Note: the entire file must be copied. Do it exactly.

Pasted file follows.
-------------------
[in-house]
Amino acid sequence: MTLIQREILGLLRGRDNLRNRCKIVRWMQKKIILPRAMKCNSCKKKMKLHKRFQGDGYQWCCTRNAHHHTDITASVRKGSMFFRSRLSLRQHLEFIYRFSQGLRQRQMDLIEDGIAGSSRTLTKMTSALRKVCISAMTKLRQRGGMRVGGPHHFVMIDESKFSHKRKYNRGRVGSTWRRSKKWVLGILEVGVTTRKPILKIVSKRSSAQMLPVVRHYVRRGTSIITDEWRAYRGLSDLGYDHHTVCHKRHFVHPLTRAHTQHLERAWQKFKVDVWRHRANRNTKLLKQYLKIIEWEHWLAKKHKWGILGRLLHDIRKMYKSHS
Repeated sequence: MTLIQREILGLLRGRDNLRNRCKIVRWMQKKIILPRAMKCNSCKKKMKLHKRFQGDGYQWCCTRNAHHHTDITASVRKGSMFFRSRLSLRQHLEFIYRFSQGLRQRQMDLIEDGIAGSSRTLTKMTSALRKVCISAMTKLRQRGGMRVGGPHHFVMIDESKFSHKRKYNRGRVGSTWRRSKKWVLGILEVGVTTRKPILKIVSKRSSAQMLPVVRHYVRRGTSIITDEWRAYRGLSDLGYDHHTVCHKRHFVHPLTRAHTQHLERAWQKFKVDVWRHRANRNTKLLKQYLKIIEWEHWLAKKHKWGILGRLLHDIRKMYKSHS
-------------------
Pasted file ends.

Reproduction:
[in-house]
Amino acid sequence: MTLIQREILGLLRGRDNLRNRCKIVRWMQKKIILPRAMKCNSCKKKMKLHKRFQGDGYQWCCTRNAHHHTDITASVRKGSMFFRSRLSLRQHLEFIYRFSQGLRQRQMDLIEDGIAGSSRTLTKMTSALRKVCISAMTKLRQRGGMRVGGPHHFVMIDESKFSHKRKYNRGRVGSTWRRSKKWVLGILEVGVTTRKPILKIVSKRSSAQMLPVVRHYVRRGTSIITDEWRAYRGLSDLGYDHHTVCHKRHFVHPLTRAHTQHLERAWQKFKVDVWRHRANRNTKLLKQYLKIIEWEHWLAKKHKWGILGRLLHDIRKMYKSHS
Repeated sequence: MTLIQREILGLLRGRDNLRNRCKIVRWMQKKIILPRAMKCNSCKKKMKLHKRFQGDGYQWCCTRNAHHHTDITASVRKGSMFFRSRLSLRQHLEFIYRFSQGLRQRQMDLIEDGIAGSSRTLTKMTSALRKVCISAMTKLRQRGGMRVGGPHHFVMIDESKFSHKRKYNRGRVGSTWRRSKKWVLGILEVGVTTRKPILKIVSKRSSAQMLPVVRHYVRRGTSIITDEWRAYRGLSDLGYDHHTVCHKRHFVHPLTRAHTQHLERAWQKFKVDVWRHRANRNTKLLKQYLKIIEWEHWLAKKHKWGILGRLLHDIRKMYKSHS